Phalangite is the Greek name for
- an infantryman deployed in a phalanx (massive rectangular (or square) closed formation ) of Classical and Hellenistic antiquity. The Macedonian so-called Sarissaphoros ("sarissa-bearer") had a tactical advantage over other phalangites because of their extremely long pikes known as a sarissa. These soldiers and their sarissas were mainly developed by Philip II of Macedon and his son Alexander the Great as an expansion on and counter to the hoplites of Ancient Greece.
- a Roman legionary, trained for similar closed formations such as the testudo.
Phalangites had an advantage over other spearmen of ancient times due most notably to their massive sarissas. Under Alexander the Great the sarissas would have reached a length of 18 feet (5.5 m). They used a shield around 2 feet (60 cm) in diameter, and wore a breastplate and a helmet for armor. They also carried a dagger as a secondary weapon, but due to its length of around 10 inches (25 cm), it was rarely used in combat. Phalangites were nearly impregnable from the front because of the massive length of their spears, but they were tactically cumbersome and were vulnerable from the sides because a phalangite could not turn quickly with the giant sarissa.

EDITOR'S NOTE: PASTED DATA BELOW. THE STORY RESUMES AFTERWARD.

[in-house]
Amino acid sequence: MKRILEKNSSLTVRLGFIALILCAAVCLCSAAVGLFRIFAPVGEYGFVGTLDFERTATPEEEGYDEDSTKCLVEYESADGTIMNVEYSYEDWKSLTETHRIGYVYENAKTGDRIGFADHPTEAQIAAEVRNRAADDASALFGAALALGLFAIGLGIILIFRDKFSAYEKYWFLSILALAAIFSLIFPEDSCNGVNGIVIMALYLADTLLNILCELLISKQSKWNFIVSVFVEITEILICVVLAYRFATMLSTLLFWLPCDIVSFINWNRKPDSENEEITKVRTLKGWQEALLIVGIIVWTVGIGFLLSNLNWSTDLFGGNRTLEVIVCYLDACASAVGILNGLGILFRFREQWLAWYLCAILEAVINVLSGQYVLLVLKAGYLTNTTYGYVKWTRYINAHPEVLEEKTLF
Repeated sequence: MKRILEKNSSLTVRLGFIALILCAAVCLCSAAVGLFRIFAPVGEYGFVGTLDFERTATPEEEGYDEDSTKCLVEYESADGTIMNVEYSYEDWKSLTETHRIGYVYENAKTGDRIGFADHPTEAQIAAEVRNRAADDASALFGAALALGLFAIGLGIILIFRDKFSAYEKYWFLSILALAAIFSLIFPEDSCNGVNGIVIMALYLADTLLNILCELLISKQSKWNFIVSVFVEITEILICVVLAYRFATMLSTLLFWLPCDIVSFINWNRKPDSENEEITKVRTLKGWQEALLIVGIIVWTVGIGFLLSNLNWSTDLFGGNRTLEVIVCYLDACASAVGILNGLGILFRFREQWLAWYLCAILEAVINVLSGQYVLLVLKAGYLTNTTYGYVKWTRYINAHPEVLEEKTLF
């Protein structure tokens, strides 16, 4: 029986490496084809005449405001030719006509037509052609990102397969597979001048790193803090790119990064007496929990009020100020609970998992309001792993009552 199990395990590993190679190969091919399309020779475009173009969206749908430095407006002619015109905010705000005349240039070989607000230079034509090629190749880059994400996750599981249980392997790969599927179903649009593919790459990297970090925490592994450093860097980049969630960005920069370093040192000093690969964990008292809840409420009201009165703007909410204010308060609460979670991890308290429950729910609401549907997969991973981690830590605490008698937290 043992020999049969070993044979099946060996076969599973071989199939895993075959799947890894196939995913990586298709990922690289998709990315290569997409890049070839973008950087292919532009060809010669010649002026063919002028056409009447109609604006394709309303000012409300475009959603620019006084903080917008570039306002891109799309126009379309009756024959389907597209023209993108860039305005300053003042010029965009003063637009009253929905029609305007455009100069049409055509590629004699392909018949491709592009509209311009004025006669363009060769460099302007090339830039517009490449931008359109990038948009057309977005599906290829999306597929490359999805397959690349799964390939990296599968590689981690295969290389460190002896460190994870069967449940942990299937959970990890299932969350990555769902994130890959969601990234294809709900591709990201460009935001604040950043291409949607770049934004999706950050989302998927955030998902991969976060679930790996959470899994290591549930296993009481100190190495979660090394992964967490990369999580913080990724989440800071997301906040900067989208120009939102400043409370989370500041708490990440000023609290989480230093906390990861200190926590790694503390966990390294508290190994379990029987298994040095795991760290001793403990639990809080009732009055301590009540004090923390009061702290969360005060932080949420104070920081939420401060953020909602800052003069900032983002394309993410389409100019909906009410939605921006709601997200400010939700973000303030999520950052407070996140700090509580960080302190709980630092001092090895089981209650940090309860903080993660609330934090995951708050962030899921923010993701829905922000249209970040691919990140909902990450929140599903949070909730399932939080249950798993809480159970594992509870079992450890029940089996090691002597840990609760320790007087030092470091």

See also 
- Macedonian phalanx
- Falangist, name or certain Mediterranean (notably Spanish, Lebanese) political militia etc.
- Larousse (Encyclopaedia in French)
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